Top 10 most economical SUVs in Australia in 2017-2018

To find the most economical new SUV in Australia these days is a challenge, as there are many on the market. It’s also important to remember the most fuel-efficient SUV isn’t necessarily the cheapest SUV to run or buy.

It wasn’t so long ago that SUVs or ‘four wheel drives’ were synonymous with sucking down gallons of fuel. Lately with proliferation of diesels, the spread of electrification technology and tough worldwide emissions targets to meet, automotive manufacturers are trying very hard to outdo each other in terms of SUV fuel efficiency.

Here are 10 of the most efficient new SUVs on sale, in descending order, for those who want the high riding style and also want to reduce their trips to the servo. All quoted fuel figures are the official combined cycle ratings.

Lexus NX 300h – 5.6L/100km

Lexus’ first foray into the luxury medium SUV market is the NX SUV. With its edgy lines and angles, it represents a shift in styling character for the brand. Although it is based on Toyota underpinnings, it has enough bespoke materials and its own interior layout, including things like an available Mark Levinson sound system. With a proven drivetrain as seen in the Camry Hybrid and IS300h, the economical NX 300h starts from $56,100.

Audi Q2 TDI – 5.2L/100km

In addition to being one of the funkiest products Audi has launched in a long time, its urban-focused Q2 TDI is one of the most fuel efficient SUVs on sale. The base front-drive 1.4TFSI returns a still impressive 5.9L/100km, but the AWD-only diesel, starting from $47,900 undercuts it by 0.7L/100km. Add in awesome features like an LED interior that can be configured to any colour which suits your mood and the Q2 is a smart and funky choice.

Mazda CX-3 Maxx diesel – 4.8L/100km

Australia’s best-selling compact SUV is the Mazda CX-3. The Japanese brand, it seems, got it just right when it designed a smaller companion to the CX-5. Buyers love the sporty interior and driving experience and ‘floating roof’ styling. With good reliability and low running costs, the $26,790 Mazda CX-3 Maxx diesel makes good use of its 77W and 270Nm 1.5-litre engine.

Land Rover Ranger Rover Evoque eD4 – 4.3L/100km

Starting from $51,995, the Range Rover Evoque’s 4.3L/100km fuel consumption figure is particularly impressive. It’s worth remembering that is for the manual version- if you want an automatic, the most frugal version delivers a still impressive 5.1L/100km, thanks to a 9 speed automatic transmission. The ultra stylish Evoque will be joined in 2018 by a Jaguar E-Pace twin that could well be available the same super efficient engine option.

BMW X5 xDrive40e iPerformance – 3.4L/100km

BMW’s first plug-in hybrid SUV is based on the third-generation of their first ever SUV. This version of the X5 alternates between a 180kW and 350Nm 2.0 petrol turbo and a 83kW/250Nm e-motor. It can go up to 30km on electricity alone, thanks to a battery pack that can be topped up via a plug. The X5 xDrive40e starts from $118,990.

Citroen C4 Cactus – 3.4L/100km

Citroen is back to its funky and offbeat finest, with the new C4 Cactus epitomising everything that people loved (or hated) about the company. Not a conventional ‘SUV’ by any means, the Cactus looks like nothing else on the market and is full of innovation inside and out. That astonishing 3.4L/100km for the diesel does come with a catch- a single clutch automated manual transmission is a bit clunky to use. Luckily, the petrol Cactus now comes with a normal automatic gearbox while still returning a still respectable 5.1L/100km.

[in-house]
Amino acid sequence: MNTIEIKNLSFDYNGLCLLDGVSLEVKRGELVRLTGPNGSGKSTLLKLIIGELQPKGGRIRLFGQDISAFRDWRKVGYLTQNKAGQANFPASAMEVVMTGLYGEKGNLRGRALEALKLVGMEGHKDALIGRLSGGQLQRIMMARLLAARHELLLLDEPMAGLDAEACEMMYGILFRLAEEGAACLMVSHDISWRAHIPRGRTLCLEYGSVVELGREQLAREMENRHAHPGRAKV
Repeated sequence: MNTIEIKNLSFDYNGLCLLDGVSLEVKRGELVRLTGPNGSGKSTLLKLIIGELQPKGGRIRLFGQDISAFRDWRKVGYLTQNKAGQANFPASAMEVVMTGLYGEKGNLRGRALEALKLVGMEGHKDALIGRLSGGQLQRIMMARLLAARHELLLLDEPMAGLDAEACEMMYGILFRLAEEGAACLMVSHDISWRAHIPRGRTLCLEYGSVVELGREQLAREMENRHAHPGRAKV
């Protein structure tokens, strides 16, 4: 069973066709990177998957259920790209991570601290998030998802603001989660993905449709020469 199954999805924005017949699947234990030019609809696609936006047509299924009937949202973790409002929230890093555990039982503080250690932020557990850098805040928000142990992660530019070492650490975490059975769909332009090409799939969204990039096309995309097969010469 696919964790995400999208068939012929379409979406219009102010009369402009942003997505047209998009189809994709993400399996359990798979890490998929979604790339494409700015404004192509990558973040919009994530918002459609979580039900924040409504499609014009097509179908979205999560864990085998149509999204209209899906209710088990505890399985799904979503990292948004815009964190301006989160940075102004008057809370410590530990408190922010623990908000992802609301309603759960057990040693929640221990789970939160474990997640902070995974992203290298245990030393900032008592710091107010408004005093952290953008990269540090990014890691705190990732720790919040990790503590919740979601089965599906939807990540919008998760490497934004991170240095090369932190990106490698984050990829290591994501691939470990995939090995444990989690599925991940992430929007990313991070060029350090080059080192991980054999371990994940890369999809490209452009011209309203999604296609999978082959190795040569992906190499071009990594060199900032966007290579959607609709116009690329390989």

Mercedes-Benz GLA 220 d – 4.5L/100km

The GLA-class has been a major success for Mercedes-Benz, capitalising on the seemingly never ending trend towards SUVs big and (in this case) small. The most parsimonious version of the GLA is the 220d, that uses the ever trusty 2.1-litre MB turbo diesel of 130kW and 350Nm to deliver 4.5L/100km- very good considering the output. Expect improvements and a switch to a newer 2.0-litre all alloy engine when the all-new GLA lobs in late 2018. Prices start from $50,400.

Volvo XC60 T8 R-Design – 2.1L/100km

Volvos wholesale lineup renewal continues with the XC60 takings its styling, engines and platform from the larger XC90 plug in hybrid. Despite being lighter and smaller, it shares the same official average fuel consumption. The T8 starts from $92,990 and will offer superior performance than lesser versions, with 0-100km/h clocked in 5.3 seconds.

Audi Q7 e-tron – 1.9L/100km

Despite costing more than its Bavarian equivalent, the Q7 e-tron from Audi delivers more range at 56km on electric only power and a bigger, 3.0-litre turbo-diesel V6 drivetrain, which delivers 190kW and 600Nm. Combined with its electric motor, this equates to a total of 275kW and 700Nm, for a total range of 1410km.

Mitsubishi Outlander PHEV – 1.9L/100km

The most affordable way into a plug-in hybrid and the only mainstream midsize SUV of this type, the Outlander PHEV marrie a 87kW, 186Nm 2.0-litre Atkinson-cycle petrol engine with two electric motors rated at 65kW/137Nm for front and 60kW/195Nm for the rear item. At $52,490, it is significantly less than any of the German rivals mentioned here. A pure electric Mitsubishi SUV is also on the way before too long as well.

If you are looking to buy a new car and you live in Australia, we can help. Our dealer network and bulk-buying power can save you $1000s. And better still, you don’t have to haggle with salespeople – we’ll do it for you. Head over to our car buying page for a free, no-obligation quote!